Robert Samuelson wrote explaining why the budget process is doomed to failure, no matter which party controls the process. The Left and the Right both have their pet ideas to solve the looming fiscal crisis, but neither side has viable solutions as everyone ignores the real budgetary issue.
In his article comparing spending in 1956 and 2006 he notes a few facts: In 1956 defense spending was 60%, while entitlements were 22%. In 2006 defense spending shrunk to 20%, while entitlements grew to 60%.
In fiscal 2006, the federal government spent almost $2.7 trillion. Social Security ($544 billion), Medicare ($374 billion) and Medicaid ($181 billion) dominated. There was $199 billion more for payments to the poor, including the earned income-tax credit and food stamps, among others.
It’s easy to get details Samuelson didn’t provide by looking in your 1040 tax instructions (page 83) for the pie chart titled “Outlays for Fiscal Year 2005” to yield the following fiscal facts regarding spending.
- Social security, Medicare, and other retirement = 37%
- Social programs = 20%
- Physical, human, and community development = 10%
- National defense,veterans, and foreign affairs = 24%
Social spending is 67%, defense is 24%, and the other 9% is interest on debt and general government. If someone wants to solve the debt and deficit spending you have to consider the largest items; strangely, Washington never does as Samuelson notes three popular solutions to the crisis.
- Conservatives want to cut waste.
- Liberals want to cut defense.
- Liberals want to increase taxes on the rich.
Conservatives want to cut waste — Certainly waste exists, but it’s much too difficult politically to decrease spending, and even if it were possible to save 15% on programs, saving 15% on 33% of the budget doesn’t fix the problem. Being more efficient and eliminating waste is good, but fails to solve the crisis. Strike one.
Liberals want to cut defense — The myth of “defense spending is 50% of the budget” is already shredded by facts provided by the government (anyone claiming this myth is either misinformed or deliberately lying). Slashing defense by half would barely cover the deficit (according to Samuelson). Strike two.
Liberals want to increase taxes on the rich — How about “Soak the rich, they have to pay their fair share”? But taxes are already extremely progressive, as a CBO Paper in August 2004 titled Effective Federal Tax Rates Under Current Law, 2001-2014. On Table 2 (page 18 of the PDF) “Effective Federal Tax Rates” under “Share of Total Federal Tax Liabilities” heading shows in 2001 the following tax data:
- The top 1% pay 22.7% of taxes.
- The top 10% pay 50% of taxes.
- The top 20% pay 65.3% of taxes.
- The bottom 40% pay 6.1% of taxes.
To anyone who believes the rich don’t pay their fair share we ask, how much is enough? If the top 1% pay almost a quarter of the taxes, and the bottom 40% pay less than 10%, how much more progressive do you want taxation to be? How much more should the top pay? Or do you really desire socialist income re-distribution?
The rich are already “soaked”. Strike three.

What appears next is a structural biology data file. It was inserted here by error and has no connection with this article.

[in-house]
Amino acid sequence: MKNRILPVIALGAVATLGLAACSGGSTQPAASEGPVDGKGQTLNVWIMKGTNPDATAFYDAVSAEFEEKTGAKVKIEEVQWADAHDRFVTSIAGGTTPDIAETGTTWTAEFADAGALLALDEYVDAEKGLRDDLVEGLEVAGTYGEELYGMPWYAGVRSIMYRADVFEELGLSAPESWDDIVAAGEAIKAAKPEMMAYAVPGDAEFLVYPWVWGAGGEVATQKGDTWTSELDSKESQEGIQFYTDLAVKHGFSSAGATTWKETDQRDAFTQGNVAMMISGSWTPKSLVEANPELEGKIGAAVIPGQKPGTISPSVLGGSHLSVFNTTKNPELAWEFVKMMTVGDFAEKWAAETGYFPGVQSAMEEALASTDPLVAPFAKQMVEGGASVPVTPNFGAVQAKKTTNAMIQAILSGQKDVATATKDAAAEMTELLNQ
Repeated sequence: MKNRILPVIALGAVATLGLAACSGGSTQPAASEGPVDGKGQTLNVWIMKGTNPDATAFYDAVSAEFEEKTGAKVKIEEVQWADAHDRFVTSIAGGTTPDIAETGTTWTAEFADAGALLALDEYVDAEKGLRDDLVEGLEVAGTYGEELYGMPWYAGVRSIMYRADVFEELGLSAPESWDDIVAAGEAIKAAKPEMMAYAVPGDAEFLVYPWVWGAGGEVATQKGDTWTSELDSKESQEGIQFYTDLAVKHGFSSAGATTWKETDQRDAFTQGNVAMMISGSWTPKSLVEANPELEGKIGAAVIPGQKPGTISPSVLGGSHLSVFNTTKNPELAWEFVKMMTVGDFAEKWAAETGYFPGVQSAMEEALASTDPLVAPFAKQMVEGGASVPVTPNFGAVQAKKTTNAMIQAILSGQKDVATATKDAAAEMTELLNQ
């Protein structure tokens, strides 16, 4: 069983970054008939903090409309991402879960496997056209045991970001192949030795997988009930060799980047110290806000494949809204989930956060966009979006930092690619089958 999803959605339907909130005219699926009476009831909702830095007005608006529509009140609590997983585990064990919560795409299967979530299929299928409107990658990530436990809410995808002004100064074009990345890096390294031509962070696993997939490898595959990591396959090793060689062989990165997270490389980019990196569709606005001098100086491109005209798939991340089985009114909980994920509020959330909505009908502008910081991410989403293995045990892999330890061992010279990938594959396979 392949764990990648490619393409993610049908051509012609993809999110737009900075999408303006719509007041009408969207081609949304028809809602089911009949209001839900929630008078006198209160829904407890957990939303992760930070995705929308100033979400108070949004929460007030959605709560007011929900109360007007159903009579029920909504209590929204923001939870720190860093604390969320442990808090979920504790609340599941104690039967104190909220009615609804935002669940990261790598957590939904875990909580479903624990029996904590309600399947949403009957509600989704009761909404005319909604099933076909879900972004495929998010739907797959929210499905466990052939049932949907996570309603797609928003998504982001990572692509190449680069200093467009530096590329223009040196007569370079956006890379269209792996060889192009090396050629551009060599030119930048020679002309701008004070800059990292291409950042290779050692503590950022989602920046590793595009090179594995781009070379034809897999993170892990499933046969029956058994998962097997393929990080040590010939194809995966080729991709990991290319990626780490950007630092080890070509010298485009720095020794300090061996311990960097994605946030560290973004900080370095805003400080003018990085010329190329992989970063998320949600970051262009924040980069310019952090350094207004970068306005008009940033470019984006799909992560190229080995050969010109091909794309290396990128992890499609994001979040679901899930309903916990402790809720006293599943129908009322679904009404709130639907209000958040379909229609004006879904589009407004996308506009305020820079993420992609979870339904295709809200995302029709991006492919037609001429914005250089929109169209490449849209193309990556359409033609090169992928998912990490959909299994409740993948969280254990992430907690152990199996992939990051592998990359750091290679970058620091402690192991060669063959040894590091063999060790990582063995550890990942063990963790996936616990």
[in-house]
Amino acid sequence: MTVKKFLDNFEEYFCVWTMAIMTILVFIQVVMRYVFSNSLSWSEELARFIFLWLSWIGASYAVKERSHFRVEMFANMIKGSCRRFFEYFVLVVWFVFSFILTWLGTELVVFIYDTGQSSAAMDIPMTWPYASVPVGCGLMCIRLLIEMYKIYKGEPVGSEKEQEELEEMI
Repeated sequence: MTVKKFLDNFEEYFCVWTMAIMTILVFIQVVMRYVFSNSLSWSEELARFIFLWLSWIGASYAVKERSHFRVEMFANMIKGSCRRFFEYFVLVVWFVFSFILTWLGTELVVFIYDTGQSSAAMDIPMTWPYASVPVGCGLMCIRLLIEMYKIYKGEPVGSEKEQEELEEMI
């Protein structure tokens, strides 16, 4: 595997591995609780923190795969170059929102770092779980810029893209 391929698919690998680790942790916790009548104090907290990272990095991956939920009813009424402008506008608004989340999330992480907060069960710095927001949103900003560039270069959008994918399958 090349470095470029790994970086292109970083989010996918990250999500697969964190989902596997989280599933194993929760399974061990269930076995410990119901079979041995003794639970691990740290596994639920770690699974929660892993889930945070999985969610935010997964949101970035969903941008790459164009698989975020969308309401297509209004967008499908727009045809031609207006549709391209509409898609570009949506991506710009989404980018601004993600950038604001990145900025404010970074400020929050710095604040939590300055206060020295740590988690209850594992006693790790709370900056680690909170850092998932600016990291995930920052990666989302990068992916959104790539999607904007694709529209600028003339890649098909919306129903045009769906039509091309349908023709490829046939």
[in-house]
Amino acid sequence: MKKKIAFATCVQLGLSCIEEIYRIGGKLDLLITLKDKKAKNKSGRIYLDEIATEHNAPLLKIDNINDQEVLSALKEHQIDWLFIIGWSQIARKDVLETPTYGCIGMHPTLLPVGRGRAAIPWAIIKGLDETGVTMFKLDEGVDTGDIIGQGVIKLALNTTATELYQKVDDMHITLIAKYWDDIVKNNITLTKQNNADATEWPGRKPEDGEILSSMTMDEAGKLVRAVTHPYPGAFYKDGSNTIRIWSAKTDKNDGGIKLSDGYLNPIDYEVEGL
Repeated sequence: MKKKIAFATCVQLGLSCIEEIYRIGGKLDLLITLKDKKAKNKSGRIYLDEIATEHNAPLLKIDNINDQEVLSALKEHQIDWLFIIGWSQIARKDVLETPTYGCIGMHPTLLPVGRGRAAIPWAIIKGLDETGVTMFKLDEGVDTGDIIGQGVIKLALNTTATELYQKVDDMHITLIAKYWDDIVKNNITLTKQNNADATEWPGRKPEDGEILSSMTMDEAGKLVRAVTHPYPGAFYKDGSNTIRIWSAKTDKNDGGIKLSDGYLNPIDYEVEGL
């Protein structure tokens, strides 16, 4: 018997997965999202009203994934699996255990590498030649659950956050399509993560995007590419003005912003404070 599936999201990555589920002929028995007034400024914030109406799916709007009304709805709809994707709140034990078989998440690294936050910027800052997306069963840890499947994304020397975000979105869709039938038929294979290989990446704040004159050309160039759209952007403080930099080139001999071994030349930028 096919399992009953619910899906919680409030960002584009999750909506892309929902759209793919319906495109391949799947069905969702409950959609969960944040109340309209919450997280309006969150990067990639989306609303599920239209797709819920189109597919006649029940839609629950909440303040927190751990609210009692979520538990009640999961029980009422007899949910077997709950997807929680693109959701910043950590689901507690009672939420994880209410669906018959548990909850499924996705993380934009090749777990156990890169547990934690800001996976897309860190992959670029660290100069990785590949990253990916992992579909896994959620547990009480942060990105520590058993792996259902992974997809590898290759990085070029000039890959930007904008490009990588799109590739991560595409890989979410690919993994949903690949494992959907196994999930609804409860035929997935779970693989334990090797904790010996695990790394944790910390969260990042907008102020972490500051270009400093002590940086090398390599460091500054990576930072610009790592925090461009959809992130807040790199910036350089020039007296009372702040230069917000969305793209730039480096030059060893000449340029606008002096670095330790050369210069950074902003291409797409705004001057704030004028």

The Republicrats in Washington can’t solve the problem because they ignore the real issue. The problem is entitlements — as our previous article on Social security and fiscal responsibility points out Federal Reserve Chairman Ben Bernanke stated to Congress “the economy could be gravely hurt if Social Security and Medicare aren’t revamped and urged lawmakers to tackle the nation’s thorny fiscal issues”.
So what will it be? Is the United States to become a socialist country? It’s up to the citizens to decide. If you believe in socialism, remember the words from the past about democracy:
It can only exist until the voters discover that they can vote themselves largess of the public treasury. From that time on the majority always votes for the candidates promising the most benefits from the public treasury, with the results that a democracy always collapses over loose fiscal policy, always followed by a dictatorship. (The quote has been attributed to several people [Sir Alex Fraser Tytler and Alexis de Tocqueville], so if anyone has a definitive source please leave a comment.)
So where are we headed? Samuelson has an idea: if we at least call entitlements welfare, perhaps we can have a valid discussion on how to handle them.
It might help if Americans called welfare programs—current benefits for select populations, paid for by current taxes—by their proper name, rather than by the soothing (and misleading) labels of “entitlements” and “social insurance.” That way, we might ask ourselves who deserves welfare and why. We could consider all of federal spending and not just small bits of it. But most Americans don’t want to admit that they’re current or prospective welfare recipients. They prefer to think that they automatically deserve whatever they’ve been promised simply because they’ve been promised. They do not want to pose the basic questions, and their political leaders mirror that reluctance. This makes the welfare state immovable and the budget situation intractable.
Socialism and communism have failed everywhere they’ve been tried. As the major part of the budget is welfare spending and the United States heads for fiscal crisis, one question remains: Why would it work better here than everywhere else?